Harvard President Neil L. Rudenstine's salary remained significantly below the national median last year, according to the Chronicle of Higher Education's annual survey of university presidents' salaries.
The salaries of university presidents across the country generally grew--some by as much as 20 percent, the survey also showed.
Rudenstine's compensation, which includes salary as well as benefits, totaled $342,599 in the past fiscal year. The 1998-99 median salary for university presidents was $393,288.
While Rudenstine was among the 74 college presidents earning over $300,000, his salary is still nearly $50,000 below the median salary for university presidents.
Harry C. Payne, former president of Williams College, topped the charts as the highest paid president in 1998-99, receiving $878,222.
But Payne's compensation was not representative of the presidential salary at Williams College, according to James G. Kolesar, Williams spokesperson.
Payne was well compensated in part because the '98-'99 fiscal year was his last at the university, Kolesar said. The $878,22 also includes payments to be made over several years.
Judith Rodin of the University of Pennsylvania and L. Jay Oliva of New York University were the second and the third highest paid university presidents in 1998-99.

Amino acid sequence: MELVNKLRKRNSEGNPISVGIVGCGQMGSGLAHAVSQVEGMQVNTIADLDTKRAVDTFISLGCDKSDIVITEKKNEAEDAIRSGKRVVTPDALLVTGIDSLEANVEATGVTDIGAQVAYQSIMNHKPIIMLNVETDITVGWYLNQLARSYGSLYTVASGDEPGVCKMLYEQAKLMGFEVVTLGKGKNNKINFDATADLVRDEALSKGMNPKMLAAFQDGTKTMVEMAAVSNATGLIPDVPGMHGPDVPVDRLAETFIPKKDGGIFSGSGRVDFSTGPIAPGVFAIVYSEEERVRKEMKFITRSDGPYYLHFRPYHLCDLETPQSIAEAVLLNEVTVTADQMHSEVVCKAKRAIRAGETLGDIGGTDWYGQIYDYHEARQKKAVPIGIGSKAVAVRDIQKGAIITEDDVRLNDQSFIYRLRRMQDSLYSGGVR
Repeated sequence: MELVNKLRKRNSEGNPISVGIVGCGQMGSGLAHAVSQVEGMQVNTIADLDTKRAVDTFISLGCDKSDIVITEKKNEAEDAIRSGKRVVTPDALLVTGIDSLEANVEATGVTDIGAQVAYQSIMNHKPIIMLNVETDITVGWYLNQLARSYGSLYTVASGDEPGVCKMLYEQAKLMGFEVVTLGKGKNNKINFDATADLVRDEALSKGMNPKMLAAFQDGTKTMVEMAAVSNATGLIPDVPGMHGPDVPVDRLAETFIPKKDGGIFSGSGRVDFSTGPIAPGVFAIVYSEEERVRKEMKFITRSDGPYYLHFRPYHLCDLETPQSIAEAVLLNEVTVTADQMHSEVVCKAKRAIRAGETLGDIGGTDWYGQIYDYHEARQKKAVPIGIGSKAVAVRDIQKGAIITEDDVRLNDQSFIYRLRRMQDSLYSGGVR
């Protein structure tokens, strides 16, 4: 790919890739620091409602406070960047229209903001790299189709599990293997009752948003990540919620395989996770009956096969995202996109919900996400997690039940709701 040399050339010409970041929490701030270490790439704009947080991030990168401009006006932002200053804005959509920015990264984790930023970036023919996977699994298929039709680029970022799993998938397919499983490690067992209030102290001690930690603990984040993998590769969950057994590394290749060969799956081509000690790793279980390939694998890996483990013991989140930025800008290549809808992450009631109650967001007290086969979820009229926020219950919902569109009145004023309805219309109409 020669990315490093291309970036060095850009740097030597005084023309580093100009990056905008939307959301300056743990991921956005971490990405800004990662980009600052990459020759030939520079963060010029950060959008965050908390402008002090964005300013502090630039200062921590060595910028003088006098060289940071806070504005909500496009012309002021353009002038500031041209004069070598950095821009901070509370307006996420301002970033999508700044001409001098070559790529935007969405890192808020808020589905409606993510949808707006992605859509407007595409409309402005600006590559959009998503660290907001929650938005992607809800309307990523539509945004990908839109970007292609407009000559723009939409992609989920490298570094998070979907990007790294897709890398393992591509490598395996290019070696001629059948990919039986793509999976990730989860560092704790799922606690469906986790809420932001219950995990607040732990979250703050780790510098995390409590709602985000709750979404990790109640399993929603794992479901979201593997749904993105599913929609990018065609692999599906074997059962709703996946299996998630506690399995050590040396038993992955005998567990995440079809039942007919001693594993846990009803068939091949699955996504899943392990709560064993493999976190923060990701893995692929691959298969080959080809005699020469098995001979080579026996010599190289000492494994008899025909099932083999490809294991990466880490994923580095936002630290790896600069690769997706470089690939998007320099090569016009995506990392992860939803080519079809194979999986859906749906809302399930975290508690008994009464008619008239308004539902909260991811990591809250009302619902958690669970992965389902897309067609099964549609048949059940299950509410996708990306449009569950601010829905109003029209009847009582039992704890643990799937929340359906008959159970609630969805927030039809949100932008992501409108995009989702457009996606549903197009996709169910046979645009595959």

William R. Brody of Johns Hopkins University came in fourth with a salary of $ 645,710. Brody's overall compensation grew by over $100,000 last year due to a larger benefits package.
Dennis O'Shea, a Johns Hopkins spokesperson, justified Brody's increase in salary in terms of the president's increasing responsibilities.
"In the last few years, we've had changes in governing...resulting in more responsibility for the president," he said.
Indeed, officials at many universities argued that the amount of work shouldered by the university president should commands handsome compensation.
"I think that high presidential salaries are quite fair," said Harvard University spokesperson Joe Wrinn. "It's a complicated job...similar to operating a large institution or corporation, not just a school."
Rudenstine's salary, however, has not increased significantly in several years. Since 1993, Rudenstine's salary has increased by an average of 1.05 percent each year, compared to a 20 percent increase in Rodin's salary just within the last academic year.
"I just don't believe people in my position should be paid four or five hundred thousand dollars," Rudenstine told The Crimson last year.
"President Rudenstine has made a conscious efforts not to have his salary expand exponentially," Wrinn said. "He is cognizant--because of his personal makeup--to keep it at a fair level."
University officials would not disclose the components of Rudenstine's benefits package. Rudenstine's benefits were valued at $27,599.